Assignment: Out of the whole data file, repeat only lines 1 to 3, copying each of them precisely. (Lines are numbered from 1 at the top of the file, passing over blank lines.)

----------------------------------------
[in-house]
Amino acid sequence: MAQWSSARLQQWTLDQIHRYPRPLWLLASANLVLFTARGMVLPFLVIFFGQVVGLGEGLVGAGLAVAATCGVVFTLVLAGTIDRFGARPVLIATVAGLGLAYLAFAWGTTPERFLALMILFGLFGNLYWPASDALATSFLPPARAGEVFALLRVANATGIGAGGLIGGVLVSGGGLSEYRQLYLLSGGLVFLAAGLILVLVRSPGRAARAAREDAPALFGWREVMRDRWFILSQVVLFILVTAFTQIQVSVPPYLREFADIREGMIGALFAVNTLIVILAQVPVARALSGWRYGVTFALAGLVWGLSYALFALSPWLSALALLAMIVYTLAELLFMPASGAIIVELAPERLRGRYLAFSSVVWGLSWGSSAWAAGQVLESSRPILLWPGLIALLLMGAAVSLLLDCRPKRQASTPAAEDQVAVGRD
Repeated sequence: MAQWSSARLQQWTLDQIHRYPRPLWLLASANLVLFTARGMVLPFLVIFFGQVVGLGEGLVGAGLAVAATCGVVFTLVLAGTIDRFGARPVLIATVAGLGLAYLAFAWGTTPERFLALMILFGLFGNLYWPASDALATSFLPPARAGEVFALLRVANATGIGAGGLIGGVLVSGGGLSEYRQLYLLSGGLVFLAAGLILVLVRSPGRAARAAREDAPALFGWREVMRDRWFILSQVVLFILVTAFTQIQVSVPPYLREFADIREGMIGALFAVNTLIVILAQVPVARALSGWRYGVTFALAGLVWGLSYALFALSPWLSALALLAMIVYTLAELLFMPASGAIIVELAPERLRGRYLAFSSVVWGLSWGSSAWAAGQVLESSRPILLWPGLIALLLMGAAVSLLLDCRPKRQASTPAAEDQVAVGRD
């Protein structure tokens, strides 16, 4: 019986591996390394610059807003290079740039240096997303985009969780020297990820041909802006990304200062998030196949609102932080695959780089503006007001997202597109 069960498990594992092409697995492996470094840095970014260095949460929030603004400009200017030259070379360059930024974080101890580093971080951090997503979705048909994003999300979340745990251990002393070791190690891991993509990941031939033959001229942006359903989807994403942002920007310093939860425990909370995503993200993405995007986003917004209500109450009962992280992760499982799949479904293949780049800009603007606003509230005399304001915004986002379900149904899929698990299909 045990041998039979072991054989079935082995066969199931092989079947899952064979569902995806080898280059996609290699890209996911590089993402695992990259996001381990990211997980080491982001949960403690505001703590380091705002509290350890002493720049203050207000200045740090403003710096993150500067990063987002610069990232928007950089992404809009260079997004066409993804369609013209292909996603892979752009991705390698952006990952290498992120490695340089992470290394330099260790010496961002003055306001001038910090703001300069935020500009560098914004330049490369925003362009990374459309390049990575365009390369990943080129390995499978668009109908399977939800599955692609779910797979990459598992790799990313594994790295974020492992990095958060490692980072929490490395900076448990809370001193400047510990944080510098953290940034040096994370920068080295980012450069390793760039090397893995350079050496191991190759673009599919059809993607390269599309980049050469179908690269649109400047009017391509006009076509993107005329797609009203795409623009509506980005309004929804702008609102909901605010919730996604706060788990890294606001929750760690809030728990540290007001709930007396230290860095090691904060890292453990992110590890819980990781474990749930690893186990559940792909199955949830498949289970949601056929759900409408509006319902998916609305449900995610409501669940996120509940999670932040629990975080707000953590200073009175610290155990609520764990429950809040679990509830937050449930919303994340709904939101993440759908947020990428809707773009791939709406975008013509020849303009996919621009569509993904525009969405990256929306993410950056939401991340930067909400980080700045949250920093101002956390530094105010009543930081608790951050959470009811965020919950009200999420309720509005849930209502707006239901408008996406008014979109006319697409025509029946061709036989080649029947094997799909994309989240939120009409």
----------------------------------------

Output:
[in-house]
Amino acid sequence: MAQWSSARLQQWTLDQIHRYPRPLWLLASANLVLFTARGMVLPFLVIFFGQVVGLGEGLVGAGLAVAATCGVVFTLVLAGTIDRFGARPVLIATVAGLGLAYLAFAWGTTPERFLALMILFGLFGNLYWPASDALATSFLPPARAGEVFALLRVANATGIGAGGLIGGVLVSGGGLSEYRQLYLLSGGLVFLAAGLILVLVRSPGRAARAAREDAPALFGWREVMRDRWFILSQVVLFILVTAFTQIQVSVPPYLREFADIREGMIGALFAVNTLIVILAQVPVARALSGWRYGVTFALAGLVWGLSYALFALSPWLSALALLAMIVYTLAELLFMPASGAIIVELAPERLRGRYLAFSSVVWGLSWGSSAWAAGQVLESSRPILLWPGLIALLLMGAAVSLLLDCRPKRQASTPAAEDQVAVGRD
Repeated sequence: MAQWSSARLQQWTLDQIHRYPRPLWLLASANLVLFTARGMVLPFLVIFFGQVVGLGEGLVGAGLAVAATCGVVFTLVLAGTIDRFGARPVLIATVAGLGLAYLAFAWGTTPERFLALMILFGLFGNLYWPASDALATSFLPPARAGEVFALLRVANATGIGAGGLIGGVLVSGGGLSEYRQLYLLSGGLVFLAAGLILVLVRSPGRAARAAREDAPALFGWREVMRDRWFILSQVVLFILVTAFTQIQVSVPPYLREFADIREGMIGALFAVNTLIVILAQVPVARALSGWRYGVTFALAGLVWGLSYALFALSPWLSALALLAMIVYTLAELLFMPASGAIIVELAPERLRGRYLAFSSVVWGLSWGSSAWAAGQVLESSRPILLWPGLIALLLMGAAVSLLLDCRPKRQASTPAAEDQVAVGRD